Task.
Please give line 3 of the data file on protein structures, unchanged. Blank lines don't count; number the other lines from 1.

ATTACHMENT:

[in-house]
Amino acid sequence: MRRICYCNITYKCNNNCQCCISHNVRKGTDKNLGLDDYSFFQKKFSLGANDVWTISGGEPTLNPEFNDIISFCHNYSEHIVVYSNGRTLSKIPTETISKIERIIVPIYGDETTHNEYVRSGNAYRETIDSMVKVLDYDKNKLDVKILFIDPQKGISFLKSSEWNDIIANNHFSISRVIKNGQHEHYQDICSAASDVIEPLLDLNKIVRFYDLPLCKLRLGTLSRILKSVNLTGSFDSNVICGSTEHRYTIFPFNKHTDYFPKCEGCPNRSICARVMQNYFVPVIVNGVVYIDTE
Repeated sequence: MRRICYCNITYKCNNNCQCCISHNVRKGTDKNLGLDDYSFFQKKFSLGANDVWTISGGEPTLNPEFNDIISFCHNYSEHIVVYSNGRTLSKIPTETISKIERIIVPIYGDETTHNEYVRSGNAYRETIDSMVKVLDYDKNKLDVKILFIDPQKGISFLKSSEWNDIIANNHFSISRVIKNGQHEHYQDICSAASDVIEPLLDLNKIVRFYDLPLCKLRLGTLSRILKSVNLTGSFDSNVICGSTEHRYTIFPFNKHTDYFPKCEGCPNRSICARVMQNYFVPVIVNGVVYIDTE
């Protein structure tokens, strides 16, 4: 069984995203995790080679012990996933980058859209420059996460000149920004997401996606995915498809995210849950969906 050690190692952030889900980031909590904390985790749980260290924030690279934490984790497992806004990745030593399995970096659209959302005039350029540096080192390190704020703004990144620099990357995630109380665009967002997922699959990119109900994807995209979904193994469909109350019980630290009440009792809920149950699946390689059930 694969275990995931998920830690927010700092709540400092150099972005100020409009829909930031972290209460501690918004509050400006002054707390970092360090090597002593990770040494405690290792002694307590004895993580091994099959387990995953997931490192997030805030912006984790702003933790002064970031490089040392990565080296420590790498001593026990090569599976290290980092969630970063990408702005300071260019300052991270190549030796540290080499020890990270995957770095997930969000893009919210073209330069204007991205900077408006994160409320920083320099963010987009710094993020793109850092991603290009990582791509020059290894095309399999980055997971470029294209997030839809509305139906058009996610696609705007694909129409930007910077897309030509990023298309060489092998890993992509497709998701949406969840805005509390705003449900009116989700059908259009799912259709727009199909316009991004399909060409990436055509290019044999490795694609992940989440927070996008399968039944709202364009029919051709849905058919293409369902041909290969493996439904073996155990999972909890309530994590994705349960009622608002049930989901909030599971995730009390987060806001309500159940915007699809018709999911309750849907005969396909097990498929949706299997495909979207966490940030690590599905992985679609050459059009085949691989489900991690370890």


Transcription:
Repeated sequence: MRRICYCNITYKCNNNCQCCISHNVRKGTDKNLGLDDYSFFQKKFSLGANDVWTISGGEPTLNPEFNDIISFCHNYSEHIVVYSNGRTLSKIPTETISKIERIIVPIYGDETTHNEYVRSGNAYRETIDSMVKVLDYDKNKLDVKILFIDPQKGISFLKSSEWNDIIANNHFSISRVIKNGQHEHYQDICSAASDVIEPLLDLNKIVRFYDLPLCKLRLGTLSRILKSVNLTGSFDSNVICGSTEHRYTIFPFNKHTDYFPKCEGCPNRSICARVMQNYFVPVIVNGVVYIDTE